I love Mario Maker but wanted a game like it on the PC and Levelhead does that and more, but also gives players a humorous story in cutscenes and a new character that isn’t bogged down with 30 years of previous games.  In fact with a substantial campaign, and what appears to be many levels with a well-thought-out discovery system, players are going to have a ton of content to keep them busy.

There are good challenges, interesting designs, creative uses, levels that will push players’ abilities, and as mentioned a fantastic online system that will give players ways to keep finding new levels to tackle. 

Pick this up if you like platformers, like Mario maker, or want to create something and share it with others.  The ability to create your levels is going to be huge for some players and others will love playing and experiencing those levels.  At the same time, this is mostly a platformer with some deep tools.  If you don’t love platformers or don’t want to see user-created content, this probably won’t be up your alley. 

Fury Unleashed.  Take the rogue-lite genre, add in a comic book aesthetic and story about a comic book character coming to life and you’ll find a rather solid and interesting game.  Players are here to take down enemies, and there are more than enough of them for players to fight through.

Fury Unleashed is a hard but fair rogue-lite.  The game will require a high level of precision at times but also offers numerous bonuses and upgrades as players play through it.  Player’s builds are mostly customized by the weapons and items they find.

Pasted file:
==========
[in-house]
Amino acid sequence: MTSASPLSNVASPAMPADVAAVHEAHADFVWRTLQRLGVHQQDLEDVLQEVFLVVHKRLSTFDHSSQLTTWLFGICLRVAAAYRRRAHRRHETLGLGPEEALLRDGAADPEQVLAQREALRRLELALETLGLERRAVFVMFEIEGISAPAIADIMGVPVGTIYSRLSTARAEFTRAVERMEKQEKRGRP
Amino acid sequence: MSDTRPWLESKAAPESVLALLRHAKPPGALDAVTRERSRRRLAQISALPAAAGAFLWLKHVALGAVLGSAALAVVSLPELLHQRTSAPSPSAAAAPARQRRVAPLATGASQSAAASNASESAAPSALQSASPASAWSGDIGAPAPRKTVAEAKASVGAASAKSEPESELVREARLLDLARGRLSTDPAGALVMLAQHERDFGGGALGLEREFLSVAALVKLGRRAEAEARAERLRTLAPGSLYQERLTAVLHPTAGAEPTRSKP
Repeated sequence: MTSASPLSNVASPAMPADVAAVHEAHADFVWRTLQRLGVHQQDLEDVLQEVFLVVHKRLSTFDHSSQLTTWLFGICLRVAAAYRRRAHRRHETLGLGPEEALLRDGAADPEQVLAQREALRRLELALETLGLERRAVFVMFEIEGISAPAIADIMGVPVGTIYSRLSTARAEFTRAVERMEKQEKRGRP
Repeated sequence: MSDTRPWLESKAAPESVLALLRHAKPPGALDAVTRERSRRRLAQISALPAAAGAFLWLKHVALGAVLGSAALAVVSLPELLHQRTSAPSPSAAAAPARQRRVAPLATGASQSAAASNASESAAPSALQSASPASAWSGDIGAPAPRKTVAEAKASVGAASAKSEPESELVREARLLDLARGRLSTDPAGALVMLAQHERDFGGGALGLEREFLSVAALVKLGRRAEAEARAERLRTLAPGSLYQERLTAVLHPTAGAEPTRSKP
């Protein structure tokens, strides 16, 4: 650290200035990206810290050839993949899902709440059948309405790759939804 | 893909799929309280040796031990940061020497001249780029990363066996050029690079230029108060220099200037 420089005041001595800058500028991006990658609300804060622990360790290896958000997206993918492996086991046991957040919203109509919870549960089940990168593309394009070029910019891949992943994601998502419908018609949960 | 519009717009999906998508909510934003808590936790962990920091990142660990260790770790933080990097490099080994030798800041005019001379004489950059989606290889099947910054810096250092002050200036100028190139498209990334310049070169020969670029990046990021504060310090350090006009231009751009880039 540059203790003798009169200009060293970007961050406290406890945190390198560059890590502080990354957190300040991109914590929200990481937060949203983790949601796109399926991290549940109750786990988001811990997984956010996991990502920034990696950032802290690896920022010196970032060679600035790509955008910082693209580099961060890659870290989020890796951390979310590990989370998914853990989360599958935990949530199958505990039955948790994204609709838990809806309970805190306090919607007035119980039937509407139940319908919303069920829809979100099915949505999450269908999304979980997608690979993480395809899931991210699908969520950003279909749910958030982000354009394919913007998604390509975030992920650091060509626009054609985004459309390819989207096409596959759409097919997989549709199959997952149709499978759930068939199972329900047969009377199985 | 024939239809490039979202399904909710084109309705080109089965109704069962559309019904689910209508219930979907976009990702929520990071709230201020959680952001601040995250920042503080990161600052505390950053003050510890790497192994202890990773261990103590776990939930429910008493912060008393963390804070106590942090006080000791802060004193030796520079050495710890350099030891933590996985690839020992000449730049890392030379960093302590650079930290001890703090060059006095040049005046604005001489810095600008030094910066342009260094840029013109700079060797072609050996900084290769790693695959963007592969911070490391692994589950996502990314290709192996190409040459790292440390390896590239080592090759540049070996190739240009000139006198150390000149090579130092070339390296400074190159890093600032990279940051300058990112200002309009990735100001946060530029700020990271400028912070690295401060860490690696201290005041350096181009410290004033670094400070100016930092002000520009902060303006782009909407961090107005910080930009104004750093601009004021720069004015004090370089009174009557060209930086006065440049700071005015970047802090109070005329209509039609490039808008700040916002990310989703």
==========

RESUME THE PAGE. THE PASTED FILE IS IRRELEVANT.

Fury Unleashed looks great too, the boss battles feel quite epic, the enemy choices are solid, and something was making me want to keep coming back even after my session.  I wish the developers went a little further with the comic style, but there’s enough here to shine.

Pick this up if you want a solid Roguelite.  This will never rival the top tier of the genre, but it is extremely enjoyable.  There’s also a difficulty option if you want an easier playthrough and the game becomes too challenging.  If you’re not a fan of roguelites, this one might not speak to you. 

Size Matters.  I dislike games that forget to tell players the goal or give them a purpose.  Size Matters focuses on a scientist who has accidentally created a potion that will make him shrink over time, and must create the antidote before he shrinks too small. That’s what I’ve learned from the description and gameplay at least.  It’s an interesting concept but poor execution.